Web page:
Yes, 60 Years of City Lights - City Lights is - and will continue to be - celebrating. Coming soon  (next month) - City Lights Pocket Poets Anthology, 60th Anniversary Edition (specially edited by Lawrence Ferlinghetti).  More information about that title - here    

Don't forget! - Allen Ginsberg's birthday next Wednesday! 

Thursday, May 28, 2015

Haiku 12 (Allen Ginsberg Haiku Class)

tôyama ga medama ni utsuru tombo kana

In the eye of the dragonfly
The distant hills


Student: Allen?

AG: Yes

Student: ((The compound) eye of a dragonfly, (comprises) a thousand [thirty-thousand] facets,  you can't (actually) get a reflection from it (as a singularity))

AG: All dragonfly's eyes are thousand-faceted?  Well, I don't know what we're going to do with that.  I think (here) it does come from some observation of some (natural)...

Student: (But it's not biologically accurate..)

AG: We'd have to question, then, the translation, maybe. But, actually, he might have had 
a little ant-heap, (for) which a thousand-faceted reflection would be the distant hills. Or maybe it was a grain of sand? - "A grain of sand/ reflected in the eye of a dragonfly/the distant hills")

The wind-bells ringing…
(You know wind-chimes?)

The wind-bells ringing, 
While the leeks 

Round the small house
Struck by lightning,

(Some correlation there, between vast, mighty impact of the lightning and melon flowers springing up. That's Buson, another celebrated haiku-maker

Then, for time again, this is Basho again. As you may know (or may not know) - of course, this is about impermanence - the umbilical cord of Japanese babies were saved at the old homestead, wrapped up and saved.

In my old home
weeping over the umbilical cord
at the end of the year.

(That's enough to make you cry. Back, returned, after many years - "In my old home/weeping over the umbilical cord/at the end of the year"). 
The footnote - "Japanese people still preserve their children's umbilical cord. Basho is spaeaking of his own, that his mother, now dead, has preserved" - "In my old home/weeping over the umbilical cord/at the end of the year"

Well, all the emotion there, which is very powerful, is suggested without direct reference (and only by) indirect reference to the word, "emotion". There's the  word "weeping", which is literal, there's the "old home". there's "the umbilical cord", and there's "the end of the year" - all totally material objects, which actually do catalyze tears in your eyes, if you understand the haiku - and they're the tears of things, the classical traditional lacrimae rerum, tears of things, which are supposed to be unapproachable, but they are (approached) actually.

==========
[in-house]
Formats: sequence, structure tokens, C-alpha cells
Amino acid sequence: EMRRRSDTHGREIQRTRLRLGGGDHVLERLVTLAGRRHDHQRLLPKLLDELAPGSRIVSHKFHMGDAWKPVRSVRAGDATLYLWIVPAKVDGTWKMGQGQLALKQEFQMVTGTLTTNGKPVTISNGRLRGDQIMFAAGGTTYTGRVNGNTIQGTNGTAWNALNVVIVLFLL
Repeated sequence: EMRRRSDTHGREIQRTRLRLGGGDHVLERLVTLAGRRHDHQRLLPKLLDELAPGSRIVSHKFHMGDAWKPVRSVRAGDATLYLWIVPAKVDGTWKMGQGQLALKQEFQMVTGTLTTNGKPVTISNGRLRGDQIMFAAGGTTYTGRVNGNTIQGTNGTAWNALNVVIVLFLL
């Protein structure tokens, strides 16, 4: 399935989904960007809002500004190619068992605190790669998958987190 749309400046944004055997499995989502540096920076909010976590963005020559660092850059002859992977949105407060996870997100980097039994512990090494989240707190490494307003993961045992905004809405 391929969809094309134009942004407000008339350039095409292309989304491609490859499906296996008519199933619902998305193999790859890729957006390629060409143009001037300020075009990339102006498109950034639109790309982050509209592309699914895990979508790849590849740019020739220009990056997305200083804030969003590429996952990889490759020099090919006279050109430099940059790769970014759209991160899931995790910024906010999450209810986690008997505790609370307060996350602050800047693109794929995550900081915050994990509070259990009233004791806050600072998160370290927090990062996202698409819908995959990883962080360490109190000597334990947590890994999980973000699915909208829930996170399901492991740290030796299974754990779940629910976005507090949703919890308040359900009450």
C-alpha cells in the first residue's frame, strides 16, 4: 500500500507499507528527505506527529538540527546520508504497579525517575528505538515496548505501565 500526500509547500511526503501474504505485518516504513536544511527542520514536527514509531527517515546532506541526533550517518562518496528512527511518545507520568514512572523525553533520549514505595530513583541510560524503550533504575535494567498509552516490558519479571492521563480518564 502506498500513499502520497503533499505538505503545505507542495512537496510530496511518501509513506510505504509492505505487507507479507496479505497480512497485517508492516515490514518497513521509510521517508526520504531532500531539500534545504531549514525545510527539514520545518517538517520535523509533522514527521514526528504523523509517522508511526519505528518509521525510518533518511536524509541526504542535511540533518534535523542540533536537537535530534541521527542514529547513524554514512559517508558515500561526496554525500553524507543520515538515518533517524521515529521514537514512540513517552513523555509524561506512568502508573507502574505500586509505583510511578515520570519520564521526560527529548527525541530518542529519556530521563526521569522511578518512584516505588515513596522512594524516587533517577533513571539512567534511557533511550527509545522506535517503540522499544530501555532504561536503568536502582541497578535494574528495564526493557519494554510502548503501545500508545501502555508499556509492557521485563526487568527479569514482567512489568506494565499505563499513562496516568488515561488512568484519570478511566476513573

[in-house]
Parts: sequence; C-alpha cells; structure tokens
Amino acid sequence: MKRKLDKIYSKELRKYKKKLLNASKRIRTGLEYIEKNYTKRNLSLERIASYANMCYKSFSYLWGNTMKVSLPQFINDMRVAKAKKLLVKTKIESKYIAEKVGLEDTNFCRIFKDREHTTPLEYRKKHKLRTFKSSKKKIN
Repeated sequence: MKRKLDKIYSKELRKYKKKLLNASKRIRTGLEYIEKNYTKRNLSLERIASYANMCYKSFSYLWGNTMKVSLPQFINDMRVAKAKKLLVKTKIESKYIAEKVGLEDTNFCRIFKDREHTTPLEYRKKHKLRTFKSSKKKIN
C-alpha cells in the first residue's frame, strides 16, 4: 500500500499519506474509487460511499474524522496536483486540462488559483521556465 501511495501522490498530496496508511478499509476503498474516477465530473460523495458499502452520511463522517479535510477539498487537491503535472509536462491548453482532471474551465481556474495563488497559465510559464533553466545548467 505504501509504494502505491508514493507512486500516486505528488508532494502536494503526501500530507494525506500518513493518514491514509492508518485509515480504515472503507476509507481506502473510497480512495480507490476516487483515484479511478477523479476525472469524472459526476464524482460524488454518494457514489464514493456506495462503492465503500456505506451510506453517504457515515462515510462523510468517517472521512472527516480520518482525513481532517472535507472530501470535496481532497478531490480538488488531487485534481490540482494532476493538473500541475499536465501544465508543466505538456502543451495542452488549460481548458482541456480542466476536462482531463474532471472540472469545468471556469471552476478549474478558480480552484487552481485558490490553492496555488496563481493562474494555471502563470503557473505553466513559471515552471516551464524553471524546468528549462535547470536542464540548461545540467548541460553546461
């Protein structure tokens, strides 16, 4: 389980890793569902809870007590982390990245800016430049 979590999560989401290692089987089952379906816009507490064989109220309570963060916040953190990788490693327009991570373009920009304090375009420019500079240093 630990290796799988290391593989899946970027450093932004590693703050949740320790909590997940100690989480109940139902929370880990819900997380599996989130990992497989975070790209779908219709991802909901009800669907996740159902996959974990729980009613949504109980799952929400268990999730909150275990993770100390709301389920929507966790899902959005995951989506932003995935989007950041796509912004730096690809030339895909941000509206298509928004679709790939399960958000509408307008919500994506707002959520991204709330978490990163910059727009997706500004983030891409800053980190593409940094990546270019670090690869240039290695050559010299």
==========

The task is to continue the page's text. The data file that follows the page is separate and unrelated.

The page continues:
But I keep trying to say, no matter, according to the old ways, there's only one road to silence, there's only one road to dealing with what's unspeakable, which is you have to deal with the speakable to get there. You have to combine the speakables to get the unspeakable. You can't plunge directly into the unspeakable and say, "You can't say it". Because it is say-able  

This, is a question of…  as in (Walt) Whitman's inquisitiveness of mind, or, "not till the sun excludes you do I exclude  you" [from "To A Common Prostitute"], or (William Carlos) Williams'  "(Nose), must you have a part of everything.." [from "Smell!"], there's a famous haiku:

The autumn moon

shines kindly
on the flower thief

(It's the same mind. Mind). Or:

Even to the saucepan

where the potatoes are boiling
a moonlit night.

A few of Basho now:

Winter seclusion

Once again
I'll lean against this fence-post

The first morning

of Spring
I felt like somebody else

(And, an answer to that):

I am one

who eats his breakfast
gazing at the morning glories

And, a late poem by Basho, an ascetic and a monk:

Resigned to death 
by exposure
How the wind 
Cuts through me

nozarashi o / kokoro ni kaze no / shimu mi kana 

Student: Allen, would you repeat that please?

AG: Yes. It's the first poem in the Nozarashi Diary (Nozarashi Kikō (Record of a Weather-Exposed Skeleton (1684)) . These were done as prose-diaries, 
accountings of travels, or visits, in which, (like in (Jack) Kerouac's Dharma Bums prose), in the midst of the prose accountings, a sudden flash of insight is expressed in a brief (single) line. In the Japanese, the haiku is actually one line, you know. Seventeen syllables in one line. Translated into English in three, so Kerouac used three lines, copying, probably as much from this haiku anthology [Blyth] as (from) anyone - "Resigned to death by exposure/How the wind/ Cuts through me" -  Yeah?

Student: (Did you say that the original haiku was a single line?)

AG:  Yeah.  Seventeen syllables.  Five-seven-five,  in one line. 

Student:  (Was it always?) 

AG:  Always in one line.  It's not three lines.  It's one line, the Japanese - very brief.  They're written out here, if you'll check out the book, and it's always written out in one line. But it is five/seven/five.  Usually, probably, syntactically or grammatically within that one line there are divisions - divisions of thought, (most) likely.

I guess we're late.  I'm sorry.  I better quit now.  I might continue with these to finish up.  
I have about a dozen to finish (up with ) Wednesday and then (we'll) move on to (William) Blake, and maybe some of  (Jack) Kerouac's Mexico City Blues from Blake to Kerouac (the Blake I want to compare with the Zenrin-kushu)